District to drop KIKS program

Though officials say they are not dissatisfied with the program, they have decided to explore other alternatives.

By: Lea Kahn
   The KIKS program, which teaches students to help each other stay out of trouble, is being kicked out of the Lawrence Township public schools.
   In its place, school district officials have proposed two new programs — Peer to Peer at Lawrence Middle School, and Transitions at Lawrence High School.
   The Lawrence Township Board of Education is expected to consider the recommendation of its Education Policy Committee to implement the programs, said Schools Superintendent Max Riley.
   KIKS has been offered in the district for about 15 years, Dr. Riley said. The program, sponsored by the Children’s Home Society of New Jersey, aims to teach middle school students how to deal with peer pressure and how to develop problem-solving skills.
   It will be discontinued in Lawrence schools at the end of this academic year.
   Though officials say they are not dissatisfied with the program, they have decided to explore other alternatives, Dr. Riley said. The recommendation to do so follows a study of KIKS by district staff, he said.
   KIKS differs from the proposed programs in several ways, the superintendent said. For starters, KIKS is led by volunteers trained by the Children’s Home Society. But the two proposed programs train teachers and students to be leaders, he said.
   It is better to use in-house staff, Dr. Riley said. They are more familiar with the school curriculum, so there is no overlap between the material that children study in class and that which is discussed in the small groups, he said.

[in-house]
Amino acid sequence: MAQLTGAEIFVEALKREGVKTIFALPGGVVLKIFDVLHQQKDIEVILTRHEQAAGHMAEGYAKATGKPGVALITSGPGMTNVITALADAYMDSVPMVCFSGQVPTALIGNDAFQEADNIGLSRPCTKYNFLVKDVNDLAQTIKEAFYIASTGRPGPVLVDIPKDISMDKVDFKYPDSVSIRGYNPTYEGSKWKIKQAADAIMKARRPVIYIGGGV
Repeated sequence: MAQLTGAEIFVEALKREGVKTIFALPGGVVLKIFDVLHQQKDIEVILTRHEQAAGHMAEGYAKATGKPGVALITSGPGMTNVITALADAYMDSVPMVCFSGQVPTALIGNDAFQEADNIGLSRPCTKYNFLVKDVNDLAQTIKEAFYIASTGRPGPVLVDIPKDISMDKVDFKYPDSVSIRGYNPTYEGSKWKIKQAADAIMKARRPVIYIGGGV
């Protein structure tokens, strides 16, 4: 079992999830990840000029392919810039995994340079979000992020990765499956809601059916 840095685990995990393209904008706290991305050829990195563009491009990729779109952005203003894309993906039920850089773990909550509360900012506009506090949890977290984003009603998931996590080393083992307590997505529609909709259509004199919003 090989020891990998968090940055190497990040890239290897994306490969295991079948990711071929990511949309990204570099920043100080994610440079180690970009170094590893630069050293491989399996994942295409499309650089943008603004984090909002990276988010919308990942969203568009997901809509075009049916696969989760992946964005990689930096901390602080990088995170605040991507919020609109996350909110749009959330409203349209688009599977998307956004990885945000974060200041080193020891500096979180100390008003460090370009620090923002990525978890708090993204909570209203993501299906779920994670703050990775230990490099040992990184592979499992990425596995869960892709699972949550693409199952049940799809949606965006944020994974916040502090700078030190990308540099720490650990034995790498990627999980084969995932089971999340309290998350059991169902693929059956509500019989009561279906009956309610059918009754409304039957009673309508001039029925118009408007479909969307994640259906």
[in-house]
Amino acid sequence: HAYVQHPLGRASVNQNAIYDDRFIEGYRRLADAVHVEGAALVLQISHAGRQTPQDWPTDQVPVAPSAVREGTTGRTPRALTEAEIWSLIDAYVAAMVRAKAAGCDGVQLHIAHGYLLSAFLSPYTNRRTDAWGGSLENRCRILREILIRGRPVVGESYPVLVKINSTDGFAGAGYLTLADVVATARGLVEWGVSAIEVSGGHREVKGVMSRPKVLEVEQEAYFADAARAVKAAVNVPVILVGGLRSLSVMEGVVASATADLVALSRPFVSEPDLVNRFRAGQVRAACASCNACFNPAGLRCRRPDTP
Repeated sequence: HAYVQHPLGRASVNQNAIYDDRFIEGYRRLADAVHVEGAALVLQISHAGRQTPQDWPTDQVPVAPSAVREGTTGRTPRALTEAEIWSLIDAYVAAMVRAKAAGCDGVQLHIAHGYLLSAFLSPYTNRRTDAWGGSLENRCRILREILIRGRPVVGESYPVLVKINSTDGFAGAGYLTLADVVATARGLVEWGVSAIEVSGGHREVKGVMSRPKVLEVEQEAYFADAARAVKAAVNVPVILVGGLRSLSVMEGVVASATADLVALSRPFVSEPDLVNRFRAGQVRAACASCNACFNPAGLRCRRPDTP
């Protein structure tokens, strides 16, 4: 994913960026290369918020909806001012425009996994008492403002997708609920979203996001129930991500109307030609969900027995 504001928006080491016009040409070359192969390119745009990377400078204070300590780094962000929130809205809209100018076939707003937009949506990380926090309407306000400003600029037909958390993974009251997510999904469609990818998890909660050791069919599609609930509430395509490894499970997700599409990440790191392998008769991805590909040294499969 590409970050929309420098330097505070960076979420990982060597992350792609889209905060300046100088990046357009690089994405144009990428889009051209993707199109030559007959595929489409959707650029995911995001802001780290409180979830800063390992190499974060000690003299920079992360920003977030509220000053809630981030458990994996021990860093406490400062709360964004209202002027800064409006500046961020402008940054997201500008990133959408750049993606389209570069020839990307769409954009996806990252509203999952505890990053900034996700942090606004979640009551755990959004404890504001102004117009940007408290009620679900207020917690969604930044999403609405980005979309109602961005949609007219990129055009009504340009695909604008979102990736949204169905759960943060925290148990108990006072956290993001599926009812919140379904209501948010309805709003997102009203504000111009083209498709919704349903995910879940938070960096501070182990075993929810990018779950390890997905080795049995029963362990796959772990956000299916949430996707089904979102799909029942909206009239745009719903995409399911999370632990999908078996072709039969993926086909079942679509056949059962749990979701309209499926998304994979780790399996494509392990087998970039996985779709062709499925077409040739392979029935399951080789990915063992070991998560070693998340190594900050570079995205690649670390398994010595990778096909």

KIKS leaders were available only when they were in the school district. Training teachers and students means someone will be available all of the time if a student has a question or needs to talk, he said.
   "Peer to Peer and Transitions are a more powerful model for us," Dr. Riley said. "It will be more successful than KIKS. We wouldn’t be doing it if we didn’t think so."
   Lawrence High School teachers and upperclassmen will be trained in leadership skills in the Transitions program, Dr. Riley said. The upperclassmen will work with 9th-graders.
   The Transitions program will dovetail nicely with the new Freshman Agenda program at Lawrence High School, said Principal Don Proffit.
   "Transitions empowers the students to conduct lessons with the freshmen during the school year. They will talk to the freshmen about life at the high school. They will talk about substance abuse and sex education," Mr. Proffit said.
   CHS President Donna Pressma said the society is very sorry to be leaving Lawrence after 15 years. CHS has had a long and excellent partnership with the school district, the students and their parents, she said.
   "KIKS works, and we are proud of the program. (But) the school administration has the right to choose the program it wishes for its students, and I respect that right," Ms. Pressma said.
   This isn’t the end of the program, she said. CHS officials expects KIKS will continue to be offered in the Princeton Regional School District, East Windsor and Trenton, said Ms. Pressma.